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THE KETEKE IS COMING: $230m APPROVED FOR REVAMP OF RAILWAYS

General News

The government has approved a sum of US$230 million for the Ministry of Railways Development to purchase standard-gauge rolling stock to help modernise Ghana’s rail sector.

The government has approved a sum of US$230 million for the Ministry of Railways Development to purchase standard-gauge rolling stock to help modernise Ghana’s rail sector.

This is to ensure that by the time the railway lines are ready ‒ whether new or whether existing lines being rehabilitated under the Ghana Railways masterplan ‒ the rolling stock will be available to test the lines.

“That will be the largest amount of rolling stock that is being bought at a single time since independence ‒ arguably since 1898,” Joe Ghartey, Minister of Railways Development, said at a press briefing in Accra yesterday.

Careful decision

Rolling stock in the railway industry signifies any vehicle that moves on a railway line, both powered and unpowered vehicles, such as locomotives, railroad cars, coaches and wagons.

Mr Ghartey however disclosed that the purchase orders are yet to be placed. This is to enable consultants to decide carefully which type should be purchased.

“We are buying 30 locomotives; we are buying coaches; we are buying wagons and so on.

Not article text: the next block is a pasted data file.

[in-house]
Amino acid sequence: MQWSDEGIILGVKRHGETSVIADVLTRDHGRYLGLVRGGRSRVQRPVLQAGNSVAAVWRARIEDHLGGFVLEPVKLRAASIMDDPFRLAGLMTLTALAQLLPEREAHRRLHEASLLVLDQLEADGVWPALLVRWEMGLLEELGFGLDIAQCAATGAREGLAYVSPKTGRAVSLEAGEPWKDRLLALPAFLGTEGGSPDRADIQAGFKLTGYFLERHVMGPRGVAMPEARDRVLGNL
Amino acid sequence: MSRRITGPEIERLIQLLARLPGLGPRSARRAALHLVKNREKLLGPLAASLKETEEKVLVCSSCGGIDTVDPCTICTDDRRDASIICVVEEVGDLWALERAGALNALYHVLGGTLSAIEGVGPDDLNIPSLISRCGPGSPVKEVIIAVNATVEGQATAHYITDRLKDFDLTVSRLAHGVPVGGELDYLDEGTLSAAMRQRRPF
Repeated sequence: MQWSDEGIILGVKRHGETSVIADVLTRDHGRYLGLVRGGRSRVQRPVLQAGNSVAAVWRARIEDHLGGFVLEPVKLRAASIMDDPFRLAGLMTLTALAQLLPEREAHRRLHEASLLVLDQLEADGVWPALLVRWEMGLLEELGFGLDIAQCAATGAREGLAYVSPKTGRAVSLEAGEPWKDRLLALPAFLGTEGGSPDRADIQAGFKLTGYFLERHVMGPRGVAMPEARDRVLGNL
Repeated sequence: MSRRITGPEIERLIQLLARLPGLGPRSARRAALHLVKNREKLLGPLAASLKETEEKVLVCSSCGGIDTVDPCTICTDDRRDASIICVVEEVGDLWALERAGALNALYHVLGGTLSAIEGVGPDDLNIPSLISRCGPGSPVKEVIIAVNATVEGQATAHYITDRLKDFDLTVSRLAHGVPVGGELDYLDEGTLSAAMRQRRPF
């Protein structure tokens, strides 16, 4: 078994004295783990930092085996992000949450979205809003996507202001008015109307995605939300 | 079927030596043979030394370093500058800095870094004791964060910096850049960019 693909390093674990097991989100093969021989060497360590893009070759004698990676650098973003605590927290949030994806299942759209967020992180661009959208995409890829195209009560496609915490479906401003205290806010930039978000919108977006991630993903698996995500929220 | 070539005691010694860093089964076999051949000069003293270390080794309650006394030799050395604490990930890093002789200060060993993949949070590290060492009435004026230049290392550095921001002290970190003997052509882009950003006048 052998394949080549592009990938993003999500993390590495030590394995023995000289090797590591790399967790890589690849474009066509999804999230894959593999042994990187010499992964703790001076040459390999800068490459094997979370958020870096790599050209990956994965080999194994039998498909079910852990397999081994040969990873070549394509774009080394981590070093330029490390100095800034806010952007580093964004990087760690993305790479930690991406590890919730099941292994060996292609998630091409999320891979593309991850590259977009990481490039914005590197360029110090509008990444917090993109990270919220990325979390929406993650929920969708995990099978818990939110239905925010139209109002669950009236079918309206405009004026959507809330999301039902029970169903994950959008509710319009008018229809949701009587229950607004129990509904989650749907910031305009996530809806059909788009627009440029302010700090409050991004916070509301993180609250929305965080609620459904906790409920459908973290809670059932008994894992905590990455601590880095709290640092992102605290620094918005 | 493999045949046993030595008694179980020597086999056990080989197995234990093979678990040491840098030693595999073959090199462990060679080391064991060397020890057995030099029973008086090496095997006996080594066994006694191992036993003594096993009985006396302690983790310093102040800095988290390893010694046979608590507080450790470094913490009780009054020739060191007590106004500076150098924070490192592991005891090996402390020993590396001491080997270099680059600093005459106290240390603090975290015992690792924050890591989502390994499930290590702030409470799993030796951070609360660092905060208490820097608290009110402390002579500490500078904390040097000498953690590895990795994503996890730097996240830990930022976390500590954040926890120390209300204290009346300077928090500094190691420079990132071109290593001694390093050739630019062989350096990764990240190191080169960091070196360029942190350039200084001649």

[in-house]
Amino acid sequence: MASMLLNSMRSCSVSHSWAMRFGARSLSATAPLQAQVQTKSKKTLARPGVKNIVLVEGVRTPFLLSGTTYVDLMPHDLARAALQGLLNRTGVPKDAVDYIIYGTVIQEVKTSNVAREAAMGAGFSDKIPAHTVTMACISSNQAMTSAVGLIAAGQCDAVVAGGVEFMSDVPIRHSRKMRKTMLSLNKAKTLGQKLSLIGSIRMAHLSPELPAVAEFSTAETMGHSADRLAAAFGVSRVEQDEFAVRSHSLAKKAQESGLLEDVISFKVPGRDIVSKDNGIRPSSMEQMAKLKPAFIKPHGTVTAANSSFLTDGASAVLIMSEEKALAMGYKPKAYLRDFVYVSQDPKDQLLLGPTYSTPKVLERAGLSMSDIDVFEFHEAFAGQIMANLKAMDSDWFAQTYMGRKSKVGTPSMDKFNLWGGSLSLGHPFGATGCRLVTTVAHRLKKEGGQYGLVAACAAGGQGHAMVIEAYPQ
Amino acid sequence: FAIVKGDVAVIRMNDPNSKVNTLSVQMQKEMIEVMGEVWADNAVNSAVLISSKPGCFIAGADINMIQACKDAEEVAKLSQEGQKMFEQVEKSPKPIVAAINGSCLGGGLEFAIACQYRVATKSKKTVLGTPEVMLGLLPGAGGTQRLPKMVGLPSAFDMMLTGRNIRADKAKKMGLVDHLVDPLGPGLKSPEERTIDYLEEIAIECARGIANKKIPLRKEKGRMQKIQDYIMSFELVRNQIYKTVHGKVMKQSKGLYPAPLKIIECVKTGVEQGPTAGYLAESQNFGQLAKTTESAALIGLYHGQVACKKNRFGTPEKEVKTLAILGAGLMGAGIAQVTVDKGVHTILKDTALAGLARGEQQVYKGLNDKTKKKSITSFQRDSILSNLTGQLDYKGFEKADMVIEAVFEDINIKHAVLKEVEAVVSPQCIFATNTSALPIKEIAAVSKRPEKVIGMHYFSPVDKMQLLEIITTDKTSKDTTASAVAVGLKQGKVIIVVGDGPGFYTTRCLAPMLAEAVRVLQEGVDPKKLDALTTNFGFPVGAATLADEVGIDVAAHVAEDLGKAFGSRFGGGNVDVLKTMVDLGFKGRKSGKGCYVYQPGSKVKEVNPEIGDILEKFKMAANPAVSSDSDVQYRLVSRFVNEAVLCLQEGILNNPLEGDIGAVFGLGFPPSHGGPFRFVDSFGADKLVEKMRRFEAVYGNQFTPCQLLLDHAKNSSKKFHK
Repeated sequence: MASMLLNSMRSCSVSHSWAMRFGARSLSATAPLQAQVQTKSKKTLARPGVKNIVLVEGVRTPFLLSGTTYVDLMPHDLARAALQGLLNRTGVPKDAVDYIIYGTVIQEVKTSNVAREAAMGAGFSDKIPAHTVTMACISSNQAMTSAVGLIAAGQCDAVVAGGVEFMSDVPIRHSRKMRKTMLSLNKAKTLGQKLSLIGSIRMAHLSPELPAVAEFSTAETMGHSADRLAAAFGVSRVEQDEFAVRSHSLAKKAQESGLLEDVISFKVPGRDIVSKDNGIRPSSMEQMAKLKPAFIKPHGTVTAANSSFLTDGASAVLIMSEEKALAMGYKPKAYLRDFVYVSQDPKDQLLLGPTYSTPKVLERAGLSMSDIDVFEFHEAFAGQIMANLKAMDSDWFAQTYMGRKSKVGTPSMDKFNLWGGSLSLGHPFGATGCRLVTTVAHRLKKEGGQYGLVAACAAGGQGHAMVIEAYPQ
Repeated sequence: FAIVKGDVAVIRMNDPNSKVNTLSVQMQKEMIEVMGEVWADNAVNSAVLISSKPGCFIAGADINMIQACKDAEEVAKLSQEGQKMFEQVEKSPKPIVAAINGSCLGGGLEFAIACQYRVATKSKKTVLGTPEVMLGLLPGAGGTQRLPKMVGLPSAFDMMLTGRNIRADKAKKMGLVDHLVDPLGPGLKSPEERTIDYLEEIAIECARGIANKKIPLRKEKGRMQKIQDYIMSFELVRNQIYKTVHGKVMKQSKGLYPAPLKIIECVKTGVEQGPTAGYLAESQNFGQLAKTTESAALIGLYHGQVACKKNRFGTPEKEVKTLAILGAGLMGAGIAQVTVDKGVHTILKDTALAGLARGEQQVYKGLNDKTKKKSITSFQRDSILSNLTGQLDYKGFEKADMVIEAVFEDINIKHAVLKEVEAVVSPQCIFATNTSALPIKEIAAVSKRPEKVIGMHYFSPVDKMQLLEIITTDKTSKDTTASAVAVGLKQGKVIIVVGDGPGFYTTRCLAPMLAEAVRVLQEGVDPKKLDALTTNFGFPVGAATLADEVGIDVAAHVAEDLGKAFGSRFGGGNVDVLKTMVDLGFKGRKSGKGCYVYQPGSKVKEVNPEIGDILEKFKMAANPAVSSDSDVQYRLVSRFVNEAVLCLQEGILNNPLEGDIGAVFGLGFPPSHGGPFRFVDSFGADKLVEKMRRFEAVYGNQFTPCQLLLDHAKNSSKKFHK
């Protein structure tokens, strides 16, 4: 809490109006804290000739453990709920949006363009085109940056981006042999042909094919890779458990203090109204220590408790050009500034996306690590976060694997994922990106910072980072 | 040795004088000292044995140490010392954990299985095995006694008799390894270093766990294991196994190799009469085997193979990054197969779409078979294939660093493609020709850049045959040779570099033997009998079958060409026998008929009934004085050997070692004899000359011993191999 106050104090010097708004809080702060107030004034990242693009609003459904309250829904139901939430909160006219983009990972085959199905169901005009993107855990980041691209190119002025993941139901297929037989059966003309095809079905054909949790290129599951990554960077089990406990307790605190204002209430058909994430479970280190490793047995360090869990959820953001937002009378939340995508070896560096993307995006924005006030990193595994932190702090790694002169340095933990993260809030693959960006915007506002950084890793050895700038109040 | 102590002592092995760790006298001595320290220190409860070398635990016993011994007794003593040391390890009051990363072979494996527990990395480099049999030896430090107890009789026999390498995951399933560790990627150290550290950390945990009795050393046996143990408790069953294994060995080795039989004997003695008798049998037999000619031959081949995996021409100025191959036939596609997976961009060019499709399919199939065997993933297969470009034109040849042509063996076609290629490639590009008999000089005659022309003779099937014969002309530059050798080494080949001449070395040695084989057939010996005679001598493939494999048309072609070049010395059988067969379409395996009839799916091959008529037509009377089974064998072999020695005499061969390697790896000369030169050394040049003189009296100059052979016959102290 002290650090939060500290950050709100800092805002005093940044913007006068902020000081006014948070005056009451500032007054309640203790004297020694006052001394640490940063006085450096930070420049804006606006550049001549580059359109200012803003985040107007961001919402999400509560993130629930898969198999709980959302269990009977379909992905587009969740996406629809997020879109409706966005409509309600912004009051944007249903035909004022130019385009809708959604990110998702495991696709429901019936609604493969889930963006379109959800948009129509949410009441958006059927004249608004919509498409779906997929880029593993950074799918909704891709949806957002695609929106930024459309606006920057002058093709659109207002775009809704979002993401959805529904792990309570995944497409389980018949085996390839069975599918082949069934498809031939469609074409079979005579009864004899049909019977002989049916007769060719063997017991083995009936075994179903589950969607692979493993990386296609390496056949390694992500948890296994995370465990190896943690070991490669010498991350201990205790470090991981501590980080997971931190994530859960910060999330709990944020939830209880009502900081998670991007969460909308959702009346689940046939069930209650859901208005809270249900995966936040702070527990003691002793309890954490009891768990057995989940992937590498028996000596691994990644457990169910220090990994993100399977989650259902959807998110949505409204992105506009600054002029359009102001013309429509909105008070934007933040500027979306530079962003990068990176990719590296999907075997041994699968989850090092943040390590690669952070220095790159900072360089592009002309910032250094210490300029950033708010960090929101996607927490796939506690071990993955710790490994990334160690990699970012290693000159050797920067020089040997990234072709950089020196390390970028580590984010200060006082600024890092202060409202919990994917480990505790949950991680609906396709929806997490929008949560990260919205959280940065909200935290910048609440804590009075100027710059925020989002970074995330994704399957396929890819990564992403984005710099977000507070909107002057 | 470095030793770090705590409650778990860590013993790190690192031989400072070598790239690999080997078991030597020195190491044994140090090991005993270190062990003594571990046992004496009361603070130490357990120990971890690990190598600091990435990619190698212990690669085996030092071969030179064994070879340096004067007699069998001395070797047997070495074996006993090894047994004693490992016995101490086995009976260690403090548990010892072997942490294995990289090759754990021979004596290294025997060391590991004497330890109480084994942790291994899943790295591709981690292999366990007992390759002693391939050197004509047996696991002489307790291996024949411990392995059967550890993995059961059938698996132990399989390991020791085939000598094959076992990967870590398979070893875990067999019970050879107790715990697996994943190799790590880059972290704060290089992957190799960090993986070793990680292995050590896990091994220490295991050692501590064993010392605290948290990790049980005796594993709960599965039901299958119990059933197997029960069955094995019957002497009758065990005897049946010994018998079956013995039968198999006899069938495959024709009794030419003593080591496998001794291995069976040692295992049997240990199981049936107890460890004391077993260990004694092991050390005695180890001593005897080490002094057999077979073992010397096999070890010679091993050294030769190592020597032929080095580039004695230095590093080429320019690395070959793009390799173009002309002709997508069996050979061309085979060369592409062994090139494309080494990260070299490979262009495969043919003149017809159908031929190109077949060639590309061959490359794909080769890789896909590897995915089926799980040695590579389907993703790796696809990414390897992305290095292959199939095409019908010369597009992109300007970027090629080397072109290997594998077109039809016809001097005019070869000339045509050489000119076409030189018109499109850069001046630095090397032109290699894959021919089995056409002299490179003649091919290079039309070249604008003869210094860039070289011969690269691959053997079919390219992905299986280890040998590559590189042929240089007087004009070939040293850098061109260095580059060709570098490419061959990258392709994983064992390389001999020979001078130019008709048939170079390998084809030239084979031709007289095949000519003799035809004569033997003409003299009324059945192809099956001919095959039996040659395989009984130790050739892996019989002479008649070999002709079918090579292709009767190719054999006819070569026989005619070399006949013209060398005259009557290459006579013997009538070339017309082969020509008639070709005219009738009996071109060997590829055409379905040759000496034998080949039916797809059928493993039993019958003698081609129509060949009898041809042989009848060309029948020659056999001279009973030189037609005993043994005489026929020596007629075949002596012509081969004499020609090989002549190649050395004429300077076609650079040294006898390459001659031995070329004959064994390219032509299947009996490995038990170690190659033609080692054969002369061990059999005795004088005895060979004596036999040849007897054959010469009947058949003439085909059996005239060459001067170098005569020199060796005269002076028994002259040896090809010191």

“We haven’t placed the orders yet, because we have consultants who are looking at what kind of cargo we need, vans that can take oil and so on,” the Minister said.

Duration

He told journalists that it takes between 12 and 18 months for rolling stock to be made ready after it has been ordered.

He added that he hoped some of the stock will arrive in the country by September this year at the latest.

“The least time to get rolling stock is between 18 and 12 months. Rolling stock is not like a car you can buy, and so we are running out of time.

“There could be a situation where some of the lines would be finished and we will have no rolling stock to test them,” the Minister said.

Trains for all

Mr Ghartey also said that the development being undertaken in the sector is to ensure the well-being of Ghanaians, regardless of partisan benefit.

“We are developing this nation for Ghanaians, regardless of political affiliations. That is the vision of President Nana Akufo-Addo and a vision that I will assist him to achieve,” the Minister said.

Responding to questions about fares, Mr Ghartey said the Ghana Railways Company has reduced the cost of a ticket for a passenger on the Accra-Tema route from the initial GHC5 to GHC3. The reduction is to ensure that more people patronise the service, he said.

Mr Ghartey admitted that passenger volumes since the launch of the Accra-Tema shuttle have not been impressive.

“Patronage, I must confess, could have been better. We’ve tasked the Ghana Railway Company to look at it, and even with the GHC3 per person, they’ll look at it,” he said.

“They won’t look at it in terms of reducing it, but I agree with you that a flat rate has its own problems. And you must put in place a system that allows people to pay different rates for different rides.

“It is work in progress.”

Design speed

The final engineering design speed for the project is 160 knots per hour, the Minister said, with an axle load of 25 tonnes, up from the initial 22.

The development plan covers the Western Line (Takoradi-Kumasi; 435.4 kilometres with a branch line from Dunkwa to Awaso), Eastern Line (Accra-Kumasi; 303.9 kilometres), Central Line (covering Kotoku-Huni Valley; 198.84 kilometres), Central Gap (Kumasi-Tamale; 373 kilometres) and Tema-Paga (783 kilometres).